the personally identifiable information they obtain from patients. It applies to all forms of data, and imposes strict penalties for non-compliance,
including fines of up to $250,000 and prison sentences of as long as 10 years. For more information, please see the relevant section of the US
Department of Health & Human Services website, http://www.hhs.gov/ocr/privacy/hipaa/administrative/privacyrule/index.html
40. Ann M. Thayer, Taking Over Big Pharma Plants, op. cit.

Pharma 2020: Supplying the future 29


Territory contacts

Argentina Czech Republic Indonesia


Diego Niebuhr Radmila Fortova Eddy Rintis
[54] 11 4850 4705 [420] 2 5115 2521 [62] 21 5212901

Australia Denmark Ireland


John Cannings Torben TOJ Jensen John M Kelly
[61] 2 826 66410 [45] 3 945 9243 [353] 1 792 6307

Austria Erik Todbjerg Enda McDonagh


Doris Bramo-Hackel [45] 3 945 9433 [353] 1 792 8728
[43] 1 501 88 3232
Ecuador Israel
Belgium Carlos Cruz Assaf Shemer
Thierry Vanwelkenhuyzen [593] 2 2562 288 130 [972] 3 795 4681
[32] 2 710 7422
Estonia Italy
Bolivia Peep Kalame Nicola Nicoletti
Cesar Lora [372] 6141 976 [39] 026 6720504
[591] 721 47235
Finland Japan
Brazil Janne Rajalahti Kenichiro Abe
Eliane Kihara [358] 3 3138 8016 [81] 80 3158 5929
[55] 11 3674 2455
France Eimei Shu
Bulgaria Anne-Christine Marie [81] 3 5293 1032
Irina Tsvetkova [33] 1 5657 1342
[359] 2 9355 126 Kazakhstan
Germany Richard Bregonje
Canada Georg Kmpfer [77] 27 298 448
Gord Jans [49] 69 9585 1333
[1] 905 897 4527 Korea
Greece Henry An
China Nick Papadopoulos [82] 2 3781 2594
Mark Gilbraith [30] 210 687 4740
[86] 21 2323 2898 Latvia
Hungary Vita Sakne
Jia Xu Eva Barsi [371] 67094425
[86] 10 6533 7734 [36] 1 461 9169
Lithuania
Colombia India Kristina Krisciunaite
Mara Helena Daz Sujay Shetty [370] 5 239 7365
[57] 1 634 0320 [91] 22 6669 1305

30 PwC
Luxembourg Singapore United Kingdom
Laurent Probst Abhijit Ghosh Andrew Packman
[352] 0 494 848 2522 [65] 6236 3888 [44] 1895 522104

Malta Slovakia United States


Adrian Spiteri Rastislava Krajcovicova Michael Swanick
[356] 2564 7038 [421] 2 5935 06 16 [1] 267 330 6060

Mexico South Africa Uruguay


Jorge Luis Hernndez Baptista Denis von Hoesslin Richard Moreira
[52] 55 5263 6106 [27] 117 974 285 [598] 2916 0463

Netherlands Spain Venezuela


Arwin van der Linden Rafael Rodrguez Alonso Luis Freites
[31] 20 5684712 [34] 91 568 4287 [58] 212 700 6966

Norway Sweden
Fredrik Melle Mikael Scheja
[47] 95 26 00 13 [46] 8 555 33 038

Peru Switzerland
Felix Horna Clive Bellingham
[511] 211 6500 [41] 58 792 2822

Philippines Taiwan
Che Javier Elliot Liao
[63] 2 845 2728 [886] 3 5780205 26217

Poland Thailand
Mariusz Ignatowicz Zoya Vassilieva
[48] 22 523 4795 [66] 2 344 1115

Portugal Turkey
Ana Lopes Zeki Gunduz
[351] 213 599 159 [90] 212 326 64 100

Romania Ukraine
Mihaela Mitroi Ron Barden
[40] 21 225 3717 [380] 44 490 6777

Russia United Arab Emirates


Alina Lavrentieva Sally Jeffery
[7] 495 967 6250 [971] 4 304 3154

Pharma 2020: Supplying the future 31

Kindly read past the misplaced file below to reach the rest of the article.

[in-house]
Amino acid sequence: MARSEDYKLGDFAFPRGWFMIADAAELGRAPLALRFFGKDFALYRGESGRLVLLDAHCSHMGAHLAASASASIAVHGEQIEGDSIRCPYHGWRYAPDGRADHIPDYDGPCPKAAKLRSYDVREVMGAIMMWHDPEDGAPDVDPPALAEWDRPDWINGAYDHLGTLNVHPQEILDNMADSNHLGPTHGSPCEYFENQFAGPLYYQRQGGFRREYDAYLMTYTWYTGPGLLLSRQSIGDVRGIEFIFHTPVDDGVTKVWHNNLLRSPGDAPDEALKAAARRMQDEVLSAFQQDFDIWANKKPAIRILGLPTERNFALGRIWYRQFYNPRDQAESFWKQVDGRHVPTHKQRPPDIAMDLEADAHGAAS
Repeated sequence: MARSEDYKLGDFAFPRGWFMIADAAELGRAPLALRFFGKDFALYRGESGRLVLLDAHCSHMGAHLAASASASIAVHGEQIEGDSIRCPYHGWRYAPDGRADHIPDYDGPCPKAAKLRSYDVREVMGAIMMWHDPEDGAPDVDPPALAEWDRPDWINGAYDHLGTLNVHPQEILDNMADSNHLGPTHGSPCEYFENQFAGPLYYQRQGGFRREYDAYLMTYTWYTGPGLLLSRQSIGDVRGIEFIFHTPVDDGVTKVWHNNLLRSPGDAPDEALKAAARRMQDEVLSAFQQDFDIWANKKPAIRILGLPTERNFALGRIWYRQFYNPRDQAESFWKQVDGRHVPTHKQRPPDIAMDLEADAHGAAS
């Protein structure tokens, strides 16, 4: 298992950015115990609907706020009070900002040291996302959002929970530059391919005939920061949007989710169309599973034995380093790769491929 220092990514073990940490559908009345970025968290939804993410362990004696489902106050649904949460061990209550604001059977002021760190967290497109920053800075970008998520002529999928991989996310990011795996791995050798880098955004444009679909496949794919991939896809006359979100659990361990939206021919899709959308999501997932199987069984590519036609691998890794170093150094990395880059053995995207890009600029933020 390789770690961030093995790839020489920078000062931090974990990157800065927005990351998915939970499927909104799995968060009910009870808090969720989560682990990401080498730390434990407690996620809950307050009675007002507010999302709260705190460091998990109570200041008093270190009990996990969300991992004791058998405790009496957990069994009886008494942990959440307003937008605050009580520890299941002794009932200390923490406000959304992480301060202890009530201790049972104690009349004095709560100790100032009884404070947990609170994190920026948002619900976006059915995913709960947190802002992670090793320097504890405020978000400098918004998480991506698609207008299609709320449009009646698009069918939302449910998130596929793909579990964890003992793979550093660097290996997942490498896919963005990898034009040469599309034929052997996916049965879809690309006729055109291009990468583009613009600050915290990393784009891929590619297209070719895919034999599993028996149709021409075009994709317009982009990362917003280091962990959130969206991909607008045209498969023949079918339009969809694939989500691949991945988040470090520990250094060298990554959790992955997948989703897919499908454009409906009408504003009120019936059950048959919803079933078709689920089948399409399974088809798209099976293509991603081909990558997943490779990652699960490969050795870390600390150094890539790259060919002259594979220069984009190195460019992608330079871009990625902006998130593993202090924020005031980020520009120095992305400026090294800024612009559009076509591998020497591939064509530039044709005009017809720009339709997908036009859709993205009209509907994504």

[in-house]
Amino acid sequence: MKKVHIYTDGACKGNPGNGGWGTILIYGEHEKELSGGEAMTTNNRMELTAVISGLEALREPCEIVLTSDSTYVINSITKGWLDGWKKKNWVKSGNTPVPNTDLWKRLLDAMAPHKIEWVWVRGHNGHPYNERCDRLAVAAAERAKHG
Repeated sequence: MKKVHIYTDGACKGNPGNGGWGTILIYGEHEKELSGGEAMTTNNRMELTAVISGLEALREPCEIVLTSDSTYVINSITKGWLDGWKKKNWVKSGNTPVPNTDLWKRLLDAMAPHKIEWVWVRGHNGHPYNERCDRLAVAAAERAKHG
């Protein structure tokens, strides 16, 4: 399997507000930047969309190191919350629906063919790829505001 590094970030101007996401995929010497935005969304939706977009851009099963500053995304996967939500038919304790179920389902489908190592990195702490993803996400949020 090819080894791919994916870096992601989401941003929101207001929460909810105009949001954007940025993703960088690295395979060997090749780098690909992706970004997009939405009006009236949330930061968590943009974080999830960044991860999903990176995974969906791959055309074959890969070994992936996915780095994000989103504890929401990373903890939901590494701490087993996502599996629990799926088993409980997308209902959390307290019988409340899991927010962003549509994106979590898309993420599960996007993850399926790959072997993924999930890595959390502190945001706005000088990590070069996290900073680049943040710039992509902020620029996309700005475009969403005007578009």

For further information, please contact:

Global Europe
Simon Friend Sandy Johnston
Partner, Global Pharmaceutical and Life Sciences Industry Leader Partner, European Pharmaceutical and Life Sciences
PwC (UK) Advisory Services
simon.d.friend@uk.pwc.com PwC (UK)
[44] 20 7213 4875 sandy.johnston@uk.pwc.com
[44] 20 7213 1952
Steve Arlington
Partner, Global Pharmaceutical and Life Sciences Advisory Johnathon Marshall
Services Leader Director, Pharmaceutical and Life Sciences Advisory Services
PwC (UK) PwC (UK)
steve.arlington@uk.pwc.com johnathon.marshall@uk.pwc.com
[44] 20 7804 3997 [44] 207 804 8234

Michael Swanick Ingrid Maes


Partner, Global Pharmaceutical and Life Sciences Tax Leader Director, Pharmaceutical and Life Sciences Advisory Services
PwC (US) PwC (Belgium)
michael.f.swanick@us.pwc.com ingrid.maes@.be.pwc.com
[1] 267 330 6060 [32] 3 259 3305

Nikolaus Schumacher
Partner, Pharmaceutical and Life Sciences Advisory Services
PwC (Germany)
nikolaus.schumacher@de.pwc.com
[49] 89 5790 5103

Martin Schloh
Partner, Pharmaceutical and Life Sciences Advisory Services
PwC (Germany)
martin.schloh@de.pwc.com
[49] 89 5790 5102

32 PwC
United States Marketing
Doug Strang Attila Karacsony
Partner, US Pharmaceutical and Life Sciences Advisory Director, US Pharmaceutical and Life Sciences Marketing
Services Leader PwC (US)
PwC (US) attila.karacsony@us.pwc.com
douglas.s.strang@us.pwc.com [1] 973 236 5640
[1] 267 330 3045
Marina Bello Valcarce
Wynn Bailey Global Pharmaceutical and Life Sciences Marketing
Principal, US Pharmaceutical and Life Sciences Advisory Services & Knowledge Management
PwC (US) PwC (UK)
wynn.bailey@us.pwc.com marina.bello.valcarce@uk.pwc.com
[1] 312 298 3495 [44] 20 7212 8642

Asia Pacific
Sujay Shetty
Director, Pharmaceutical and Life Sciences Advisory Services
PwC (India)
sujay.shetty@in.pwc.com
[91] 22 6669 1305

Beatrijs Van Liedekerke


Director, Pharmaceutical and Life Sciences Advisory Services
PwC (Singapore)
beatrijs.vanliedekerke@sg.pwc.com
[65] 6236 4322

John Cannings
Partner, Australia Pharmaceutical and Life Sciences Leader
PwC (Australia)
john.cannings@au.pwc.com
[61] 2 826 66410
pwc.com/pharma2020